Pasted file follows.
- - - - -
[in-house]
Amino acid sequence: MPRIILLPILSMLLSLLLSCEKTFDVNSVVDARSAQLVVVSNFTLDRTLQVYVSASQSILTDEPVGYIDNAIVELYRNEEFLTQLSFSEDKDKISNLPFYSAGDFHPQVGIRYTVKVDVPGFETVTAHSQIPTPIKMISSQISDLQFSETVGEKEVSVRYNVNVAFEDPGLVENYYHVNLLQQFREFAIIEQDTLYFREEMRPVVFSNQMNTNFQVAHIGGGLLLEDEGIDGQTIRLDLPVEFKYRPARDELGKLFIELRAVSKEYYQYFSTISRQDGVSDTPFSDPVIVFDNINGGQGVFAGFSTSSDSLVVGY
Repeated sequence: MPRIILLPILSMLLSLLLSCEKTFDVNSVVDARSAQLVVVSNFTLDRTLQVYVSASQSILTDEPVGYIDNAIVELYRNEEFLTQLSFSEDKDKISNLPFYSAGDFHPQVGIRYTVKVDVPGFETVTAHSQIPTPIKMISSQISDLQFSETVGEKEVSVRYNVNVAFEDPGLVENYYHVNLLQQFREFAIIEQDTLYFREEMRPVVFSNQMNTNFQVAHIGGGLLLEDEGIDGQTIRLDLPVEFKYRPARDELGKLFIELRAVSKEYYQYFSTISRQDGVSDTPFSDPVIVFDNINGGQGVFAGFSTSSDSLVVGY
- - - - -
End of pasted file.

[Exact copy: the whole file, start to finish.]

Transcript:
[in-house]
Amino acid sequence: MPRIILLPILSMLLSLLLSCEKTFDVNSVVDARSAQLVVVSNFTLDRTLQVYVSASQSILTDEPVGYIDNAIVELYRNEEFLTQLSFSEDKDKISNLPFYSAGDFHPQVGIRYTVKVDVPGFETVTAHSQIPTPIKMISSQISDLQFSETVGEKEVSVRYNVNVAFEDPGLVENYYHVNLLQQFREFAIIEQDTLYFREEMRPVVFSNQMNTNFQVAHIGGGLLLEDEGIDGQTIRLDLPVEFKYRPARDELGKLFIELRAVSKEYYQYFSTISRQDGVSDTPFSDPVIVFDNINGGQGVFAGFSTSSDSLVVGY
Repeated sequence: MPRIILLPILSMLLSLLLSCEKTFDVNSVVDARSAQLVVVSNFTLDRTLQVYVSASQSILTDEPVGYIDNAIVELYRNEEFLTQLSFSEDKDKISNLPFYSAGDFHPQVGIRYTVKVDVPGFETVTAHSQIPTPIKMISSQISDLQFSETVGEKEVSVRYNVNVAFEDPGLVENYYHVNLLQQFREFAIIEQDTLYFREEMRPVVFSNQMNTNFQVAHIGGGLLLEDEGIDGQTIRLDLPVEFKYRPARDELGKLFIELRAVSKEYYQYFSTISRQDGVSDTPFSDPVIVFDNINGGQGVFAGFSTSSDSLVVGY